Year after year the death toll continues to climb from migrants who succumb to the harsh elements during their unauthorized journey into the United States. Humanitarian efforts are underway to save lives. But it’s not enough. Operation I.D. looks to recover and identify the remains of those who don’t make it out of the South Texas desert alive.
Walking into the Operation ID storage area at Texas State University it’s easy to be overwhelmed. There are more than 260 brown sturdy cardboard boxes stacked neatly in rows. In each one are what remains of a migrant recovered from South Texas. They are labeled with a number but not a name, which is why they are here. These are the nameless.
“There are a lot of skeletons in here,” said Kate Spradley, a forensic anthropologist at Texas State University and director of Operation ID
“I want all of them to be identified and go back to their loved ones,” she said.
Spradley’s team of faculty and college students literally unearthed these remains in the border area. And she says this isn’t half of the number of migrants who died in South Texas.
“I think this is an extremely low percentage, and I don't know the percentage because we don't have an accurate number of how many people have died. Everything is an underestimation. Since 2009 almost 900 people have died in Brooks County alone. And we have 260 plus in here — the majority from Brooks County. So this is just a small number, but still overwhelming,” said Spradley.
Spradley pulls a box from the shelf and opens it. Inside there’s a skull and bones. In brown paper bags are the personal items.
“A lot of the personal effects are clothing, but occasionally people have other things. This person had a stuffed lion, a small child’s toy, and a luchador mask,” she said.
Operation ID does post photographs of these personal items on the NamUS website - The National Missing and Unidentified Persons System operated by the University of North Texas Center for Human Identification. And that’s how Zaira Gonzalez found out what happened to her brother Christian.
“Even after I found the case with the NamUS situation, it's like a part of me still hoped that it wasn't my brother,” Zaria couldn’t finish the sentence.
I met Zaira at a coffee shop in Palestine in East Texas. This is the town where she and her older brother Christian grew up living the all American dream. But they were in the country illegally, having been brought here by their parents from Mexico.
“My brother was seven or eight years old and I was three and we have a younger brother as well who was one. We were brought here to Palestine, and we lived here pretty much all our lives. He went to school here. Graduated in 2007. He played sports, soccer, cross country. Graduated with honors,” Zaira said.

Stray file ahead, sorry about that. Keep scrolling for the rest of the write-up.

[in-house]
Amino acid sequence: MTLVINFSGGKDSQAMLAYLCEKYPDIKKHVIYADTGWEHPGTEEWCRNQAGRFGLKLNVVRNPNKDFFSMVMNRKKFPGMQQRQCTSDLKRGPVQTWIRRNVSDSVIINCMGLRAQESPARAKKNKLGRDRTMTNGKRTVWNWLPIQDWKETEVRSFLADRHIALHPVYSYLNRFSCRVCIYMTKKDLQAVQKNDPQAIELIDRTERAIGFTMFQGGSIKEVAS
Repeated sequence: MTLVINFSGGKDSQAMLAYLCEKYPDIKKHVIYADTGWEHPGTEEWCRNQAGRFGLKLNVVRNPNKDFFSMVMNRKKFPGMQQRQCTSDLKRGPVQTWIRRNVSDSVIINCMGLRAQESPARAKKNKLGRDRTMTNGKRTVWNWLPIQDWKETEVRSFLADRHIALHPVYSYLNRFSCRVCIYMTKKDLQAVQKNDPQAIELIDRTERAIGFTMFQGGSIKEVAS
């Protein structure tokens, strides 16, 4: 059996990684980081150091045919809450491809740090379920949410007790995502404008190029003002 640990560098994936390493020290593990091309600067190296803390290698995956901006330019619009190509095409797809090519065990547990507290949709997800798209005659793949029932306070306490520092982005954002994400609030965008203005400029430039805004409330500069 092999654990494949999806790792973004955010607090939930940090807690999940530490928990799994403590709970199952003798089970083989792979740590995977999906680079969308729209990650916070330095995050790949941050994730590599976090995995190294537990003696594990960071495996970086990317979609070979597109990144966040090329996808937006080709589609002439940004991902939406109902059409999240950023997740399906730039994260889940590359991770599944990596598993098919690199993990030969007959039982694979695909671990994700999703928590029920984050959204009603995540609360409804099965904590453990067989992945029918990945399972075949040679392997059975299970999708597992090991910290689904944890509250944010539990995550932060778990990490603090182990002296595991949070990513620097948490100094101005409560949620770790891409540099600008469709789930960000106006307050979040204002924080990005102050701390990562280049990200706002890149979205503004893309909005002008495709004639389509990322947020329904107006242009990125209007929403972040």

She said Christian was the kind of guy that people were drawn to. He was an outgoing trickster who volunteered at his church. His friends called him Buda.
“He did stuff at ranches and people paid him cash since that’s all pretty much he could do since he didn’t have a way of actually having a physical job,” Zaira explained.
But one day there was an accident with a pellet gun and he pleaded guilty to aggravated assault. That caught the attention of Immigration and Customs Enforcement and Christian was deported to Mexico. Christian did not fit in well in Mexico. Also once he arrived his uncle was kidnapped by a cartel and was never seen again.
“He got deported in May of 2012 and by August he already wanted to come home, that same year,” she said.
Christian’s father made arrangements for him to come back to Palestine with a Coyote.
“He got a bus from Monterrey to the border through Reynosa. He stayed there for a few days and then walked a whole day to McAllen. He stayed in McAllen for a few days. And then from there they continued to walk. The last place where he was seen at was in Falfurrias, Texas, which is not far away from the last checkpoint, but that was the last time we heard from him,” she said.
Christian was in the desert and was dehydrated and exhausted. The coyote called Christian’s father and said he needed to motivate his son to keep walking or else he was going to be left behind. On the phone Christian was disoriented.
“My dad actually talked to my brother and he just told him, 'I'm tired. I can't do this anymore'... so my dad got back on the phone with the guy that was crossing them over and told them, okay, put him on the side of the road where somebody can see him. Immigration, a person, it don't matter — as long as somebody sees him. But he didn't do that. He just left him in the middle of the desert.”
This experience has taken a toll on the Gonzalez family. Zaira says her parents haven’t recovered. She traveled to Brooks County and was shown the exact spot where her brother died. And she has those GPS coordinates tattooed on her forearm.
Operation ID had recovered Christian’s remains. His DNA was entered into the database. Photos of his belongings were put on NamUS. Years later while hunting for information online Zaira found him. Eventually his remains were brought to Palestine and he was given a funeral and buried with a headstone.
At the grave site there’s a photograph of Christian in his cross country uniform. There’s a small soccer ball, statue of Buda and a bottle of water.